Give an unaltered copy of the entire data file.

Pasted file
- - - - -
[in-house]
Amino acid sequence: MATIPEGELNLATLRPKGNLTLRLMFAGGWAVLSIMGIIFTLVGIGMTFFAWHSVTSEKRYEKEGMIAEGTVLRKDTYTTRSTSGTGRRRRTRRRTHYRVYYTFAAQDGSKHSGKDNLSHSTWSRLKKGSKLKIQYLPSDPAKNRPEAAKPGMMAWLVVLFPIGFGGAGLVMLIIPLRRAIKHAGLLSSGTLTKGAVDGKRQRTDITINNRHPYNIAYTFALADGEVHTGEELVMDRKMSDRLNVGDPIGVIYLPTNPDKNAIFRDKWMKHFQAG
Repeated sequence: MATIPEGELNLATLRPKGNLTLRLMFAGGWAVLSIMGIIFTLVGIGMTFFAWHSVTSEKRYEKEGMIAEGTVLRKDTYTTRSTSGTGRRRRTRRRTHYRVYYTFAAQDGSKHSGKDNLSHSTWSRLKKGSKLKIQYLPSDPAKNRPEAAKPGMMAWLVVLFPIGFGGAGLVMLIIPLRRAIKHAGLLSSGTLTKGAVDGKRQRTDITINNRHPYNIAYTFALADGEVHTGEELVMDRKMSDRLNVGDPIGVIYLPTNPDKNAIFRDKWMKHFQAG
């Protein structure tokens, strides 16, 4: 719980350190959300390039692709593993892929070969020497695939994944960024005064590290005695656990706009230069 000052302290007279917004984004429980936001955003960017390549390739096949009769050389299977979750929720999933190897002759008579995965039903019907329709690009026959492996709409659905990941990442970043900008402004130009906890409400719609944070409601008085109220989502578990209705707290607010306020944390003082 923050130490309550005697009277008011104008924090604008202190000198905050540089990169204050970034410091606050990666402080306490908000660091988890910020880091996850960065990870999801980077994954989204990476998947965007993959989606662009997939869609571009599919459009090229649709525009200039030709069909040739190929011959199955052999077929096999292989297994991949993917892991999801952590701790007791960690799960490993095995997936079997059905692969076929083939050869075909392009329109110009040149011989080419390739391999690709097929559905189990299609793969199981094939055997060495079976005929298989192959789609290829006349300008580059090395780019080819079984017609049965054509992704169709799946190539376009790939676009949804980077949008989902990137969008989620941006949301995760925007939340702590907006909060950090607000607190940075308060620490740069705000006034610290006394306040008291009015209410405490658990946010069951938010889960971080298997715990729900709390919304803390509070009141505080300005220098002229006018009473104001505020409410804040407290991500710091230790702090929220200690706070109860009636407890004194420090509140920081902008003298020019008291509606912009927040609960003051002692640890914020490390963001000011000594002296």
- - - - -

[in-house]
Amino acid sequence: MATIPEGELNLATLRPKGNLTLRLMFAGGWAVLSIMGIIFTLVGIGMTFFAWHSVTSEKRYEKEGMIAEGTVLRKDTYTTRSTSGTGRRRRTRRRTHYRVYYTFAAQDGSKHSGKDNLSHSTWSRLKKGSKLKIQYLPSDPAKNRPEAAKPGMMAWLVVLFPIGFGGAGLVMLIIPLRRAIKHAGLLSSGTLTKGAVDGKRQRTDITINNRHPYNIAYTFALADGEVHTGEELVMDRKMSDRLNVGDPIGVIYLPTNPDKNAIFRDKWMKHFQAG
Repeated sequence: MATIPEGELNLATLRPKGNLTLRLMFAGGWAVLSIMGIIFTLVGIGMTFFAWHSVTSEKRYEKEGMIAEGTVLRKDTYTTRSTSGTGRRRRTRRRTHYRVYYTFAAQDGSKHSGKDNLSHSTWSRLKKGSKLKIQYLPSDPAKNRPEAAKPGMMAWLVVLFPIGFGGAGLVMLIIPLRRAIKHAGLLSSGTLTKGAVDGKRQRTDITINNRHPYNIAYTFALADGEVHTGEELVMDRKMSDRLNVGDPIGVIYLPTNPDKNAIFRDKWMKHFQAG
């Protein structure tokens, strides 16, 4: 719980350190959300390039692709593993892929070969020497695939994944960024005064590290005695656990706009230069 000052302290007279917004984004429980936001955003960017390549390739096949009769050389299977979750929720999933190897002759008579995965039903019907329709690009026959492996709409659905990941990442970043900008402004130009906890409400719609944070409601008085109220989502578990209705707290607010306020944390003082 923050130490309550005697009277008011104008924090604008202190000198905050540089990169204050970034410091606050990666402080306490908000660091988890910020880091996850960065990870999801980077994954989204990476998947965007993959989606662009997939869609571009599919459009090229649709525009200039030709069909040739190929011959199955052999077929096999292989297994991949993917892991999801952590701790007791960690799960490993095995997936079997059905692969076929083939050869075909392009329109110009040149011989080419390739391999690709097929559905189990299609793969199981094939055997060495079976005929298989192959789609290829006349300008580059090395780019080819079984017609049965054509992704169709799946190539376009790939676009949804980077949008989902990137969008989620941006949301995760925007939340702590907006909060950090607000607190940075308060620490740069705000006034610290006394306040008291009015209410405490658990946010069951938010889960971080298997715990729900709390919304803390509070009141505080300005220098002229006018009473104001505020409410804040407290991500710091230790702090929220200690706070109860009636407890004194420090509140920081902008003298020019008291509606912009927040609960003051002692640890914020490390963001000011000594002296």